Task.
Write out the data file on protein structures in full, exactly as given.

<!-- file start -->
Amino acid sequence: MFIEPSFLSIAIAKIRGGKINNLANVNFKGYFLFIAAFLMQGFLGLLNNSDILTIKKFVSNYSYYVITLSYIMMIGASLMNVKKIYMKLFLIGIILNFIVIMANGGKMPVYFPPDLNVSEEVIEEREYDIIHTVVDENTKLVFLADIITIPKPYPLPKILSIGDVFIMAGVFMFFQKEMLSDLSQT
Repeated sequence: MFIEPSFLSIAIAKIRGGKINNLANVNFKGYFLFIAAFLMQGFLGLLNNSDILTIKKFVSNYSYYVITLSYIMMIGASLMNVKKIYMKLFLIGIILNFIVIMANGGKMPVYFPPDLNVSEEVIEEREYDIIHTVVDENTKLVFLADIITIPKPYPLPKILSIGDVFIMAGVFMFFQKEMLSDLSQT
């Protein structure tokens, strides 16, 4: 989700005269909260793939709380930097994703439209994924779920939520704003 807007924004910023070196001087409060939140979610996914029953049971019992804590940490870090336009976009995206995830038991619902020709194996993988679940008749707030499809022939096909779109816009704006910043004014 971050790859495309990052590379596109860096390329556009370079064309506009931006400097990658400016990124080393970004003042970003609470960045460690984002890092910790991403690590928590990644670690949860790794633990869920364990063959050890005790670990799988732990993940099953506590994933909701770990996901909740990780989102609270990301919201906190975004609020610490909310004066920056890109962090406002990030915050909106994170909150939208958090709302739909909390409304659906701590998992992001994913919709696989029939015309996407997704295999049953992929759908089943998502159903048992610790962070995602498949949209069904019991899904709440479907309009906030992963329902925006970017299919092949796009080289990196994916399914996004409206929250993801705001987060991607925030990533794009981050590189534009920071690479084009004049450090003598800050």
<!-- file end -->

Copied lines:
Amino acid sequence: MFIEPSFLSIAIAKIRGGKINNLANVNFKGYFLFIAAFLMQGFLGLLNNSDILTIKKFVSNYSYYVITLSYIMMIGASLMNVKKIYMKLFLIGIILNFIVIMANGGKMPVYFPPDLNVSEEVIEEREYDIIHTVVDENTKLVFLADIITIPKPYPLPKILSIGDVFIMAGVFMFFQKEMLSDLSQT
Repeated sequence: MFIEPSFLSIAIAKIRGGKINNLANVNFKGYFLFIAAFLMQGFLGLLNNSDILTIKKFVSNYSYYVITLSYIMMIGASLMNVKKIYMKLFLIGIILNFIVIMANGGKMPVYFPPDLNVSEEVIEEREYDIIHTVVDENTKLVFLADIITIPKPYPLPKILSIGDVFIMAGVFMFFQKEMLSDLSQT
């Protein structure tokens, strides 16, 4: 989700005269909260793939709380930097994703439209994924779920939520704003 807007924004910023070196001087409060939140979610996914029953049971019992804590940490870090336009976009995206995830038991619902020709194996993988679940008749707030499809022939096909779109816009704006910043004014 971050790859495309990052590379596109860096390329556009370079064309506009931006400097990658400016990124080393970004003042970003609470960045460690984002890092910790991403690590928590990644670690949860790794633990869920364990063959050890005790670990799988732990993940099953506590994933909701770990996901909740990780989102609270990301919201906190975004609020610490909310004066920056890109962090406002990030915050909106994170909150939208958090709302739909909390409304659906701590998992992001994913919709696989029939015309996407997704295999049953992929759908089943998502159903048992610790962070995602498949949209069904019991899904709440479907309009906030992963329902925006970017299919092949796009080289990196994916399914996004409206929250993801705001987060991607925030990533794009981050590189534009920071690479084009004049450090003598800050």